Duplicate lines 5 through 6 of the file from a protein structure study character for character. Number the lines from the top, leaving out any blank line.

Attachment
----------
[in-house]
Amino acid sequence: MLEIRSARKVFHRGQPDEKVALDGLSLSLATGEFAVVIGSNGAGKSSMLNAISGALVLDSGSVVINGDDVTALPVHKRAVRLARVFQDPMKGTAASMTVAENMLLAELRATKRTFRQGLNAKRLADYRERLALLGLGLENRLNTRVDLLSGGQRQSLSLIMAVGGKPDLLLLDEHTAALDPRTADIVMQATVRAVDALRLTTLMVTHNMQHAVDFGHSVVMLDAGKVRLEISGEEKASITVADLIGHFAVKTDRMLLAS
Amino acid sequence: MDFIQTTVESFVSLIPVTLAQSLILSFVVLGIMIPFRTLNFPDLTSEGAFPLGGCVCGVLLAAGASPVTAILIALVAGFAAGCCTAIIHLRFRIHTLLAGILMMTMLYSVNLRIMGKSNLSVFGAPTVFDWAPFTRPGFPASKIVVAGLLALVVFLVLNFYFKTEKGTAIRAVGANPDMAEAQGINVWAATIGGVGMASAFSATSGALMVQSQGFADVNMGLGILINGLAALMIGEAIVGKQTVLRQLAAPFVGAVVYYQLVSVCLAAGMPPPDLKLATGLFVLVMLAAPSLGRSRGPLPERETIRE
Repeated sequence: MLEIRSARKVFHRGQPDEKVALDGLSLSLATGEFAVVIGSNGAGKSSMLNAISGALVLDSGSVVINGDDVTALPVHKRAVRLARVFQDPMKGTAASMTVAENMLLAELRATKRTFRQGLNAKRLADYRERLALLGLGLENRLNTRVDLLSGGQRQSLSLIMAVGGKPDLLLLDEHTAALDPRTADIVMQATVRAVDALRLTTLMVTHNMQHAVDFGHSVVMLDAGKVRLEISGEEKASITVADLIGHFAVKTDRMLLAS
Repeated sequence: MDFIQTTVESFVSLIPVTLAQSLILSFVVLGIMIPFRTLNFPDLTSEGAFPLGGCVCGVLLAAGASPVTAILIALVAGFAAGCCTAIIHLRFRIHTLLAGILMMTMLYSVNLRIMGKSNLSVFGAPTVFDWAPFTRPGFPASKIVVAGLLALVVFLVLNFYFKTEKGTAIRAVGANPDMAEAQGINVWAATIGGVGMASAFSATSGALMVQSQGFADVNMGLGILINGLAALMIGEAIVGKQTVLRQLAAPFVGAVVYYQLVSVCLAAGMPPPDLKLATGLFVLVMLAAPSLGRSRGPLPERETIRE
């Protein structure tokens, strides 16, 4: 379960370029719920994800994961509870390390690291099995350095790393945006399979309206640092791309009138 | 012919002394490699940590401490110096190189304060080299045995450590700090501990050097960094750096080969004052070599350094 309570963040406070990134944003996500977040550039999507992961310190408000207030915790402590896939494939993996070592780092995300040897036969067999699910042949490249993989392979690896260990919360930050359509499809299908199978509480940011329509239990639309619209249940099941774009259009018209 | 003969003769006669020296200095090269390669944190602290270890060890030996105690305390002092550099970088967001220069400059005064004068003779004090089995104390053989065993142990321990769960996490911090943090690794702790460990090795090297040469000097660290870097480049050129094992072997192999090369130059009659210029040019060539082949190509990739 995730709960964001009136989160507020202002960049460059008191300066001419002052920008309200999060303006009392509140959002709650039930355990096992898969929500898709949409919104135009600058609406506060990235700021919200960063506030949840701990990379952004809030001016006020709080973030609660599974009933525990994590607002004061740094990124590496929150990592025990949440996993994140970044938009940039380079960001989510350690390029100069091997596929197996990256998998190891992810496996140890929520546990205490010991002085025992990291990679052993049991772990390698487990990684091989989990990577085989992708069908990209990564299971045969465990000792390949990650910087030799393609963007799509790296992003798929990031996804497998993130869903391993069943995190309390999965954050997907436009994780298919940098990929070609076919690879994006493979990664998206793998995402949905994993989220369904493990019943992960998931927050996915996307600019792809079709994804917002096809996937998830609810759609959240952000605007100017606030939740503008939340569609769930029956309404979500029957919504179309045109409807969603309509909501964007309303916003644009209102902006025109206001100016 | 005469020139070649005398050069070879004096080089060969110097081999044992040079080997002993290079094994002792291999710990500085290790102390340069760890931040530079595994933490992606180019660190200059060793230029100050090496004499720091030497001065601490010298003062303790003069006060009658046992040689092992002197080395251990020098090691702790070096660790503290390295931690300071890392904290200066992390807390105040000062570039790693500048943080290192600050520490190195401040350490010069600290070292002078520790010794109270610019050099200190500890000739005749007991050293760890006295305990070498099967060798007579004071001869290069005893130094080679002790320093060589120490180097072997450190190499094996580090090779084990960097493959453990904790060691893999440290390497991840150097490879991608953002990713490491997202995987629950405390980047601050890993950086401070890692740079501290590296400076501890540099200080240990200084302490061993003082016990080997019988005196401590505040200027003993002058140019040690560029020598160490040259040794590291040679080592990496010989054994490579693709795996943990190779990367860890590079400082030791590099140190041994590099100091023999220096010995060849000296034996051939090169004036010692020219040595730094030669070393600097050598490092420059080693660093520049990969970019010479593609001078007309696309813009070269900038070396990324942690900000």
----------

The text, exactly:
Repeated sequence: MDFIQTTVESFVSLIPVTLAQSLILSFVVLGIMIPFRTLNFPDLTSEGAFPLGGCVCGVLLAAGASPVTAILIALVAGFAAGCCTAIIHLRFRIHTLLAGILMMTMLYSVNLRIMGKSNLSVFGAPTVFDWAPFTRPGFPASKIVVAGLLALVVFLVLNFYFKTEKGTAIRAVGANPDMAEAQGINVWAATIGGVGMASAFSATSGALMVQSQGFADVNMGLGILINGLAALMIGEAIVGKQTVLRQLAAPFVGAVVYYQLVSVCLAAGMPPPDLKLATGLFVLVMLAAPSLGRSRGPLPERETIRE
């Protein structure tokens, strides 16, 4: 379960370029719920994800994961509870390390690291099995350095790393945006399979309206640092791309009138 | 012919002394490699940590401490110096190189304060080299045995450590700090501990050097960094750096080969004052070599350094 309570963040406070990134944003996500977040550039999507992961310190408000207030915790402590896939494939993996070592780092995300040897036969067999699910042949490249993989392979690896260990919360930050359509499809299908199978509480940011329509239990639309619209249940099941774009259009018209 | 003969003769006669020296200095090269390669944190602290270890060890030996105690305390002092550099970088967001220069400059005064004068003779004090089995104390053989065993142990321990769960996490911090943090690794702790460990090795090297040469000097660290870097480049050129094992072997192999090369130059009659210029040019060539082949190509990739 995730709960964001009136989160507020202002960049460059008191300066001419002052920008309200999060303006009392509140959002709650039930355990096992898969929500898709949409919104135009600058609406506060990235700021919200960063506030949840701990990379952004809030001016006020709080973030609660599974009933525990994590607002004061740094990124590496929150990592025990949440996993994140970044938009940039380079960001989510350690390029100069091997596929197996990256998998190891992810496996140890929520546990205490010991002085025992990291990679052993049991772990390698487990990684091989989990990577085989992708069908990209990564299971045969465990000792390949990650910087030799393609963007799509790296992003798929990031996804497998993130869903391993069943995190309390999965954050997907436009994780298919940098990929070609076919690879994006493979990664998206793998995402949905994993989220369904493990019943992960998931927050996915996307600019792809079709994804917002096809996937998830609810759609959240952000605007100017606030939740503008939340569609769930029956309404979500029957919504179309045109409807969603309509909501964007309303916003644009209102902006025109206001100016 | 005469020139070649005398050069070879004096080089060969110097081999044992040079080997002993290079094994002792291999710990500085290790102390340069760890931040530079595994933490992606180019660190200059060793230029100050090496004499720091030497001065601490010298003062303790003069006060009658046992040689092992002197080395251990020098090691702790070096660790503290390295931690300071890392904290200066992390807390105040000062570039790693500048943080290192600050520490190195401040350490010069600290070292002078520790010794109270610019050099200190500890000739005749007991050293760890006295305990070498099967060798007579004071001869290069005893130094080679002790320093060589120490180097072997450190190499094996580090090779084990960097493959453990904790060691893999440290390497991840150097490879991608953002990713490491997202995987629950405390980047601050890993950086401070890692740079501290590296400076501890540099200080240990200084302490061993003082016990080997019988005196401590505040200027003993002058140019040690560029020598160490040259040794590291040679080592990496010989054994490579693709795996943990190779990367860890590079400082030791590099140190041994590099100091023999220096010995060849000296034996051939090169004036010692020219040595730094030669070393600097050598490092420059080693660093520049990969970019010479593609001078007309696309813009070269900038070396990324942690900000």